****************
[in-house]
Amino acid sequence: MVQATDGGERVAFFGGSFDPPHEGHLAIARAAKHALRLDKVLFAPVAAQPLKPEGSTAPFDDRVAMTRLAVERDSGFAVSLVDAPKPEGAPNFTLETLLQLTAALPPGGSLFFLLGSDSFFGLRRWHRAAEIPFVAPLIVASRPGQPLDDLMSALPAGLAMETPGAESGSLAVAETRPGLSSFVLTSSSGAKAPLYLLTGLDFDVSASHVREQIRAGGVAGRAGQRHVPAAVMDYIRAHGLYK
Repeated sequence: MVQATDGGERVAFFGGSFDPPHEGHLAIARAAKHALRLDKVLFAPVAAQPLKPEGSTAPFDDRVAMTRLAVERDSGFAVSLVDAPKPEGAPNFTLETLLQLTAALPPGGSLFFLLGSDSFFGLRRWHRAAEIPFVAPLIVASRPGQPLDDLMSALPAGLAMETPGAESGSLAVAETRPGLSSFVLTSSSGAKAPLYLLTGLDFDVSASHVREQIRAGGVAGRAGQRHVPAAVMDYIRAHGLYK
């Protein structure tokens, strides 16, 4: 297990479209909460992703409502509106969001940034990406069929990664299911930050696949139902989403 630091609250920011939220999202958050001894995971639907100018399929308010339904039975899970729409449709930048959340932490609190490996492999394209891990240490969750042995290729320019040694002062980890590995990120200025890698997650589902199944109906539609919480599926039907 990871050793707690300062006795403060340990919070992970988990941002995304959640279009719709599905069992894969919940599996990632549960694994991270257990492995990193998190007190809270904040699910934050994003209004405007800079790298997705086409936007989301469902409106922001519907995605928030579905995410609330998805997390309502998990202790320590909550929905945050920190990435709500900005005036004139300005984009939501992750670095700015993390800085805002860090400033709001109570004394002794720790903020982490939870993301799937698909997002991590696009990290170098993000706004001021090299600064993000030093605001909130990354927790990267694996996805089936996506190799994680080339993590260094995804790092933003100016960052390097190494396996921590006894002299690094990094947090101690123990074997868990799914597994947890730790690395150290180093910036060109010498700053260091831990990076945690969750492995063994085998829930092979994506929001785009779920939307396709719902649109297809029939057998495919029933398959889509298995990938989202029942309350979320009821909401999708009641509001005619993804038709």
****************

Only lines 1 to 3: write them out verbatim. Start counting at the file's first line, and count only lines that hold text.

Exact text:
[in-house]
Amino acid sequence: MVQATDGGERVAFFGGSFDPPHEGHLAIARAAKHALRLDKVLFAPVAAQPLKPEGSTAPFDDRVAMTRLAVERDSGFAVSLVDAPKPEGAPNFTLETLLQLTAALPPGGSLFFLLGSDSFFGLRRWHRAAEIPFVAPLIVASRPGQPLDDLMSALPAGLAMETPGAESGSLAVAETRPGLSSFVLTSSSGAKAPLYLLTGLDFDVSASHVREQIRAGGVAGRAGQRHVPAAVMDYIRAHGLYK
Repeated sequence: MVQATDGGERVAFFGGSFDPPHEGHLAIARAAKHALRLDKVLFAPVAAQPLKPEGSTAPFDDRVAMTRLAVERDSGFAVSLVDAPKPEGAPNFTLETLLQLTAALPPGGSLFFLLGSDSFFGLRRWHRAAEIPFVAPLIVASRPGQPLDDLMSALPAGLAMETPGAESGSLAVAETRPGLSSFVLTSSSGAKAPLYLLTGLDFDVSASHVREQIRAGGVAGRAGQRHVPAAVMDYIRAHGLYK